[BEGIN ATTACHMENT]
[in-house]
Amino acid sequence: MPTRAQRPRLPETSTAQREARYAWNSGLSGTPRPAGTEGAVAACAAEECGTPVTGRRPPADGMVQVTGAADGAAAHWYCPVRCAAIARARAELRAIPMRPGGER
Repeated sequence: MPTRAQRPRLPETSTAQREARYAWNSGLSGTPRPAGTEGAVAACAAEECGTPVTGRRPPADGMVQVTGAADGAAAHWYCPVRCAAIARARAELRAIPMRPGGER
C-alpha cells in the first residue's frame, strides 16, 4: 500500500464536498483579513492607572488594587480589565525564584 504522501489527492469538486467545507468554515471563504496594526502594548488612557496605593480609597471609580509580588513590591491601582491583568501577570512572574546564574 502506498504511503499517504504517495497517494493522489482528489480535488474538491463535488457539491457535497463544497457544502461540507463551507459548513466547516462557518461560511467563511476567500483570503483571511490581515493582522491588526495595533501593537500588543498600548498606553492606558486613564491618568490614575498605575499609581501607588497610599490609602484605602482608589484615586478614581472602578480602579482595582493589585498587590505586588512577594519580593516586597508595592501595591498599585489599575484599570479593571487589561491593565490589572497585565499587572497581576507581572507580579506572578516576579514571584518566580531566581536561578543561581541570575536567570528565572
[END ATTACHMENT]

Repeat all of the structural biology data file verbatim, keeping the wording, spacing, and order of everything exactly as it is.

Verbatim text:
[in-house]
Amino acid sequence: MPTRAQRPRLPETSTAQREARYAWNSGLSGTPRPAGTEGAVAACAAEECGTPVTGRRPPADGMVQVTGAADGAAAHWYCPVRCAAIARARAELRAIPMRPGGER
Repeated sequence: MPTRAQRPRLPETSTAQREARYAWNSGLSGTPRPAGTEGAVAACAAEECGTPVTGRRPPADGMVQVTGAADGAAAHWYCPVRCAAIARARAELRAIPMRPGGER
C-alpha cells in the first residue's frame, strides 16, 4: 500500500464536498483579513492607572488594587480589565525564584 504522501489527492469538486467545507468554515471563504496594526502594548488612557496605593480609597471609580509580588513590591491601582491583568501577570512572574546564574 502506498504511503499517504504517495497517494493522489482528489480535488474538491463535488457539491457535497463544497457544502461540507463551507459548513466547516462557518461560511467563511476567500483570503483571511490581515493582522491588526495595533501593537500588543498600548498606553492606558486613564491618568490614575498605575499609581501607588497610599490609602484605602482608589484615586478614581472602578480602579482595582493589585498587590505586588512577594519580593516586597508595592501595591498599585489599575484599570479593571487589561491593565490589572497585565499587572497581576507581572507580579506572578516576579514571584518566580531566581536561578543561581541570575536567570528565572